Additional References:

  • -Gut 2011; 60: 49-54. n=577,627 Danish children. Use of antibiotics associated with increase risk of Crohn’s disease (but not UC), especially at younger ages (3-11month of age, & 2-3yrs of age). Each course increased risk by 18%. In children with >7 courses, relative risk was 7.3. especially penicillins.
  • -NEJM 2011; 364: 701, 769. Living on a farm decreases risk of childhood asthma.
  • -Nature 2011; 476: 393. ‘Stop killing beneficial bacteria.’  For example, killing H pylori likely increases risk of esophageal adenocarcinoma
  • -Gastroenterology 2011; 141: 28, 208. GM-CSF receptor (CD116) defective expression & function in 85% of IBD pts. n=52.
  • -Gastroenterology 2010; 139: 1816, 1844. Microbiome & affect on IBD vs mucosal homeostasis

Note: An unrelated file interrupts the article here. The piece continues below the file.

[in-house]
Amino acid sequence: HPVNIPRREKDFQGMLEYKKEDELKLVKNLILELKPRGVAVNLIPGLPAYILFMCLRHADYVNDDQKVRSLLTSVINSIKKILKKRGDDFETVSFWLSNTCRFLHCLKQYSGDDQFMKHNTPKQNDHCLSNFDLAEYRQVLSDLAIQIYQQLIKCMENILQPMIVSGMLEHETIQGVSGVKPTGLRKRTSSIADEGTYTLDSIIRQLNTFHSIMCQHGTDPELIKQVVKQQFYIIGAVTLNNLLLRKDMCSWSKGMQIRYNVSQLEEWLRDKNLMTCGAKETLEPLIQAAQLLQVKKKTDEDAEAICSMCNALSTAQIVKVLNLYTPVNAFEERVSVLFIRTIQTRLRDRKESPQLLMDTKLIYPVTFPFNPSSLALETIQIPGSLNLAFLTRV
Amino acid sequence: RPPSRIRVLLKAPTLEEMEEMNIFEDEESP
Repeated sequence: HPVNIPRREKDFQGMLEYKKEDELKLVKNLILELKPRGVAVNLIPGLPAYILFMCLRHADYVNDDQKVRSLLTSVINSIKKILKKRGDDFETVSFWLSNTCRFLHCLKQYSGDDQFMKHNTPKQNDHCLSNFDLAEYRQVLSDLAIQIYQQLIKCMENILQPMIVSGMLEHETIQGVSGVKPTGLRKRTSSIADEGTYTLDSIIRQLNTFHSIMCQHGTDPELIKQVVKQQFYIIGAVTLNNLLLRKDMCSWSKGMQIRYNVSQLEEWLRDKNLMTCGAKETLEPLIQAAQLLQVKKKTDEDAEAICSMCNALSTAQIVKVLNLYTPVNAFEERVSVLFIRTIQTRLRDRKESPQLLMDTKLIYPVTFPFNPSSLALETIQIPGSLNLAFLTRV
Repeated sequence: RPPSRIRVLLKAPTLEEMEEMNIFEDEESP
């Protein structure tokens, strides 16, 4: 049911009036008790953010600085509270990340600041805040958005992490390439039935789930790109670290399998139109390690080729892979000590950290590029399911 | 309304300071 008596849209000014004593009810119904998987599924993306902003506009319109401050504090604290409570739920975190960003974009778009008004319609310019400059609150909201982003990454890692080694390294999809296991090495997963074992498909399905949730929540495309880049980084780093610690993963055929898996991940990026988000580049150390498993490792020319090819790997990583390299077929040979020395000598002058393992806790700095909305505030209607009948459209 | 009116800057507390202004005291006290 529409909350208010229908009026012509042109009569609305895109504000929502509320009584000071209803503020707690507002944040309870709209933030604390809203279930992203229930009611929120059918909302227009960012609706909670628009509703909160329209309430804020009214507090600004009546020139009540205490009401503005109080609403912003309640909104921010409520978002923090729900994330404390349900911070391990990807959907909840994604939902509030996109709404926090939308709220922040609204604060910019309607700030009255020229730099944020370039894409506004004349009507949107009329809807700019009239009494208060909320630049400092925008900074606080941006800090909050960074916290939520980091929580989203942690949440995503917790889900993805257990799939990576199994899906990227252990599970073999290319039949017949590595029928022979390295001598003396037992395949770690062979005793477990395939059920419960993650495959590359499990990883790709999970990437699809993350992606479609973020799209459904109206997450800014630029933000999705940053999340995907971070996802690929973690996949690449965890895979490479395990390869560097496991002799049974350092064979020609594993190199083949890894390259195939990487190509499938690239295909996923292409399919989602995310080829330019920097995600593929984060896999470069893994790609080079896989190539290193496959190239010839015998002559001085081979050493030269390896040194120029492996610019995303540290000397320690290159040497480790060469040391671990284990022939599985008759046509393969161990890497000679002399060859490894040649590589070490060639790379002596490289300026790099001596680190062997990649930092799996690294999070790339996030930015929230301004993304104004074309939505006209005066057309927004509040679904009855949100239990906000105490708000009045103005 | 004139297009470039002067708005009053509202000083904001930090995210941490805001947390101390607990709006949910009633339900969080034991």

• -J Pediatr 2010; 157: 240. Microbiota in pediatric IBD -increased E coli and decreased F praunsitzil in IBD pts.
  • -J Pediatr 2009; 155: 781. early child care exposures lessens risk for asthma.
  • -IBD 2008; 14: 575.  Role of E coli in Crohn’s
  • -Lab Invest 2007; 87: 1042-1054. Role of E coli in Crohn’s
  • -Pediatrics 2007; 120: 354. Crohn’s less common after repeated exposure to farm animals in 1st year of life.

More practical information and links to other websites can be found at http://www.gicareforkids.com.